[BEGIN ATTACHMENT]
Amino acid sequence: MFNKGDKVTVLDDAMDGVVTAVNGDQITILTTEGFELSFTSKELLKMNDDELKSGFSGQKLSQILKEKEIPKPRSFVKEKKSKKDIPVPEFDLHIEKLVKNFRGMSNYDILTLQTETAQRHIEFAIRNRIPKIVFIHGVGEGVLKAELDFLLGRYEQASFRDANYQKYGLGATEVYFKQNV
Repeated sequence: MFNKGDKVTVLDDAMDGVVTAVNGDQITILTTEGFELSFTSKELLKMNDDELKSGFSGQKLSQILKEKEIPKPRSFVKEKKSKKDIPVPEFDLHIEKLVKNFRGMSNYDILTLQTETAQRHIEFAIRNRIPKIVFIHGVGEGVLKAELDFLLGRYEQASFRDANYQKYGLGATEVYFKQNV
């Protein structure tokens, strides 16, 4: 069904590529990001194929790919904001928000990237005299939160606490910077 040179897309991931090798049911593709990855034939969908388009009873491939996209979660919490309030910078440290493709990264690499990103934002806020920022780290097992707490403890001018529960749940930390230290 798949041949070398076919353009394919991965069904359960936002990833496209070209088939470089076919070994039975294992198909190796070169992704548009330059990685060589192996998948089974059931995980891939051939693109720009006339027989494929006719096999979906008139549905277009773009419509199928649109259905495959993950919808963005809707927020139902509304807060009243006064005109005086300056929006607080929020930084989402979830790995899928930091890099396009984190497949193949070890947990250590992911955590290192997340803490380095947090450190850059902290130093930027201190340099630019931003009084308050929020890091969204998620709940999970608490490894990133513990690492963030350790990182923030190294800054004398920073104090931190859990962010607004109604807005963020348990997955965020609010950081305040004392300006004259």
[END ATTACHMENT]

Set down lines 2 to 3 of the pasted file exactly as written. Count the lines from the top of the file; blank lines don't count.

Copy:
Repeated sequence: MFNKGDKVTVLDDAMDGVVTAVNGDQITILTTEGFELSFTSKELLKMNDDELKSGFSGQKLSQILKEKEIPKPRSFVKEKKSKKDIPVPEFDLHIEKLVKNFRGMSNYDILTLQTETAQRHIEFAIRNRIPKIVFIHGVGEGVLKAELDFLLGRYEQASFRDANYQKYGLGATEVYFKQNV
């Protein structure tokens, strides 16, 4: 069904590529990001194929790919904001928000990237005299939160606490910077 040179897309991931090798049911593709990855034939969908388009009873491939996209979660919490309030910078440290493709990264690499990103934002806020920022780290097992707490403890001018529960749940930390230290 798949041949070398076919353009394919991965069904359960936002990833496209070209088939470089076919070994039975294992198909190796070169992704548009330059990685060589192996998948089974059931995980891939051939693109720009006339027989494929006719096999979906008139549905277009773009419509199928649109259905495959993950919808963005809707927020139902509304807060009243006064005109005086300056929006607080929020930084989402979830790995899928930091890099396009984190497949193949070890947990250590992911955590290192997340803490380095947090450190850059902290130093930027201190340099630019931003009084308050929020890091969204998620709940999970608490490894990133513990690492963030350790990182923030190294800054004398920073104090931190859990962010607004109604807005963020348990997955965020609010950081305040004392300006004259």